When I first started the class, with only 4 computers, we could only run some standard software, and it soon became clear that this would not be enough. Over a couple of years, more computers were added, and networked together, to enable sharing between them, but it was still not enough. There was no Internet connection available, but I wanted to give the students more than just a ‘feel’ of what the Internet was like. There was no other option but to simulate it.
So, with one computer running Apache, I set to it. I made regular forays to the local Internet cafe to get news items to bring back for the system. It was soon running fairly well, and the students had progressed far enough to get their own experience directly at the Internet cafe. Unfortunately, they too brought items back with them – including viruses – which for a short time wreaked havoc in the system.
Once I had that sorted out, and had laid down a few rules for the control of virus, we were stable again.
I had great fun! I added a search facility, simulated different websites – one complete with ‘Ticker’, added email, and that was nearly a mistake. One or two students had a penchant for attaching pictures to their mails, and the limit of storage capacity of various computers was swiftly being reached as a result. A swift clean-up, and a couple of new rules, and we were back to normal again.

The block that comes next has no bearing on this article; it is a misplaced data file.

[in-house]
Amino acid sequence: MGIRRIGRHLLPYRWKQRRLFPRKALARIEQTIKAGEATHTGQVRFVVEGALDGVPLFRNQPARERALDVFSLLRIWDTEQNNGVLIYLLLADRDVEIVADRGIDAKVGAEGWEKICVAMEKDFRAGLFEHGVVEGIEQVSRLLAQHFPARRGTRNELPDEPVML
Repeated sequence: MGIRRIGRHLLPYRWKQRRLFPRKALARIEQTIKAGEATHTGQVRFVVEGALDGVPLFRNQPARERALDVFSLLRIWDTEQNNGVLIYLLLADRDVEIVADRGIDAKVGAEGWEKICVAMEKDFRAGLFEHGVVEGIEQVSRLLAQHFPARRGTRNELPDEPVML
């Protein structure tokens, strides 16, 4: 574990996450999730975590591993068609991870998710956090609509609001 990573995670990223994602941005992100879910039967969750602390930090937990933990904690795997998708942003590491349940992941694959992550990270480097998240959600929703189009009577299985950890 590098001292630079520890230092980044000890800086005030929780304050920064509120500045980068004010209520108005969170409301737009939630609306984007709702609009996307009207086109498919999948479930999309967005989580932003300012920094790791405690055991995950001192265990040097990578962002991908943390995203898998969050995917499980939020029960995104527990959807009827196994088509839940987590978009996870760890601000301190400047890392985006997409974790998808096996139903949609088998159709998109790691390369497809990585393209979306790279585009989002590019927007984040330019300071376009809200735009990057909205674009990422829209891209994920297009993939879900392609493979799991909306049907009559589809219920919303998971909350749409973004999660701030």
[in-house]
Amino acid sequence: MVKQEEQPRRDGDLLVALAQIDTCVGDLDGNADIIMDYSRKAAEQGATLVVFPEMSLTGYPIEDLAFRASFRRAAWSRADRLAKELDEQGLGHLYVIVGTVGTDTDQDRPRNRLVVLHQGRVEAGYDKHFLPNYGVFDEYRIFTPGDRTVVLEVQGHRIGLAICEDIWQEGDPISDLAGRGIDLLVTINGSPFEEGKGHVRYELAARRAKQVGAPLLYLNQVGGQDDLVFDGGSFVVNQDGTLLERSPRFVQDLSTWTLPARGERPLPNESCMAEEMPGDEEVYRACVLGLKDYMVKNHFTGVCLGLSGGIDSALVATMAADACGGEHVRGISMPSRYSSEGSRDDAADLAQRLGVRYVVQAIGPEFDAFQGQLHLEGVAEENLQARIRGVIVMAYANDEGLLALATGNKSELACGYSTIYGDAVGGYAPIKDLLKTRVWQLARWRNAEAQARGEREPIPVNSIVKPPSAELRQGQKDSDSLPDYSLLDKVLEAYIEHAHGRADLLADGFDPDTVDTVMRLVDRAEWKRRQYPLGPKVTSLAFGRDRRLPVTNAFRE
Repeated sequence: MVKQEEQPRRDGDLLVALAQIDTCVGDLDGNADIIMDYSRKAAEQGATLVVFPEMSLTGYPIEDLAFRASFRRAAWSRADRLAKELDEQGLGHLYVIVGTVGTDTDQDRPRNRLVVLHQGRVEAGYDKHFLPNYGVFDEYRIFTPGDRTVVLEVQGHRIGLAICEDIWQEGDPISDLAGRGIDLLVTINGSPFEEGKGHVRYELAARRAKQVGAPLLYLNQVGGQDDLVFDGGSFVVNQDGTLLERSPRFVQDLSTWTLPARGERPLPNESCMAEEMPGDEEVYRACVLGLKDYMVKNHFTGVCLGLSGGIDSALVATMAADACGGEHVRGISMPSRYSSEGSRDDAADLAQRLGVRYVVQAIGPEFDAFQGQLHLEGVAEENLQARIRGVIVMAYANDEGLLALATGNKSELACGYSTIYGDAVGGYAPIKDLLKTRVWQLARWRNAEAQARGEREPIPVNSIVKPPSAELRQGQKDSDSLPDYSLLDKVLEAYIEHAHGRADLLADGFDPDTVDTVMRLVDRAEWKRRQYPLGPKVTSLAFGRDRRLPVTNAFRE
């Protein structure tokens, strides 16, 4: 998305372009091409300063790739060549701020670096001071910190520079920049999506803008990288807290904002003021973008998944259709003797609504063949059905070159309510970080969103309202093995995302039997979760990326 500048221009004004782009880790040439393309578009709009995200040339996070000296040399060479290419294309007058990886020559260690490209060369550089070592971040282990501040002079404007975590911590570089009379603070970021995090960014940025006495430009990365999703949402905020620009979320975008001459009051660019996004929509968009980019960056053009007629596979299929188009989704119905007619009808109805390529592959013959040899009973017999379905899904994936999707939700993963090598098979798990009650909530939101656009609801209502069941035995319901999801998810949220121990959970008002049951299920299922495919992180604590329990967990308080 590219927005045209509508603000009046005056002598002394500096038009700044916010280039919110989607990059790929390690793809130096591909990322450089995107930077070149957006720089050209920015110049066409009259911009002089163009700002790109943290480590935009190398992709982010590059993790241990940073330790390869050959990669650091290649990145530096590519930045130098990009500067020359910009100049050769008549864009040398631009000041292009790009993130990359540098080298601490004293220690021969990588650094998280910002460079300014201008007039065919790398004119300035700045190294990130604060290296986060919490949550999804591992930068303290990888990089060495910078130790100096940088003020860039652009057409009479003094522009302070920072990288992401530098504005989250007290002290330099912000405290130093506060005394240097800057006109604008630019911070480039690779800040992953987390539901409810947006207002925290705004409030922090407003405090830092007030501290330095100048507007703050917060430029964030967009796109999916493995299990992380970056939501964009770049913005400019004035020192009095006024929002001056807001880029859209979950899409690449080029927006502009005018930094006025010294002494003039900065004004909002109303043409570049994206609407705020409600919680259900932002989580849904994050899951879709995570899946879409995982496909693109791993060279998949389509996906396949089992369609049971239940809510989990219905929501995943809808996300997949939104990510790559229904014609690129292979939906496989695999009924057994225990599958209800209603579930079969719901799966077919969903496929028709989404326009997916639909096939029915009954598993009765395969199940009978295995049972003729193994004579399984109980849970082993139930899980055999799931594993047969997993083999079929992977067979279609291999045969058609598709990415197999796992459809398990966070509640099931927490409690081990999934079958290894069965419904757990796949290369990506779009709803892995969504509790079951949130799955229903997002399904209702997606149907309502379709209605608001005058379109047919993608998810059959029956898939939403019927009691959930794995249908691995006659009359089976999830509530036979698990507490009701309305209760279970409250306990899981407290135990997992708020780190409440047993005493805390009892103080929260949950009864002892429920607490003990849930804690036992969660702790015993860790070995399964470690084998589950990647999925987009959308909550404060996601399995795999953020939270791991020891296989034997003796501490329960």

But there was still something missing.
I wanted to take them a stage further on our in-house system, which had by now grown to a network of some 18 computers with a central server.
I wanted a weblog.
I looked around, and at the time there were not so many options available; but WordPress seemed to be very popular, and had the great advantage that it could be downloaded and run on our own system. That was for me!
After a couple of days, and a little trial and plenty of error, it was up and running. I did have a problem with the Theme I had chosen, but solved that – see Themes – The Hard Way! – and started to blog in earnest. It was easy enough to set it up with an account for each student too, so they all got hands-on experience – which I consider to be essential.
WordPress is a dream on your own system – you are in complete control! Tweak the style sheets a little, add HTML into your text without it getting removed by the system – its all possible. On the actual Internet, if you don’t pay for extra access, there are many restrictions in operation. On this blog, for example. I would really like to increase the font size a little to make it easier for people to read, but am unable to do so. On the teaching setup, however, there are no holds barred, and I can make the font whatever size I like. In fact, if you are really into programming, you could redesign your WordPress installation completely.
Now, of course, there are many more weblog programs to choose from on the Internet, but curiously enough, few of them are available for download. And I have seen nothing that would persuade me to part with my old friend.
I don’t remember a student ever being late for computer class!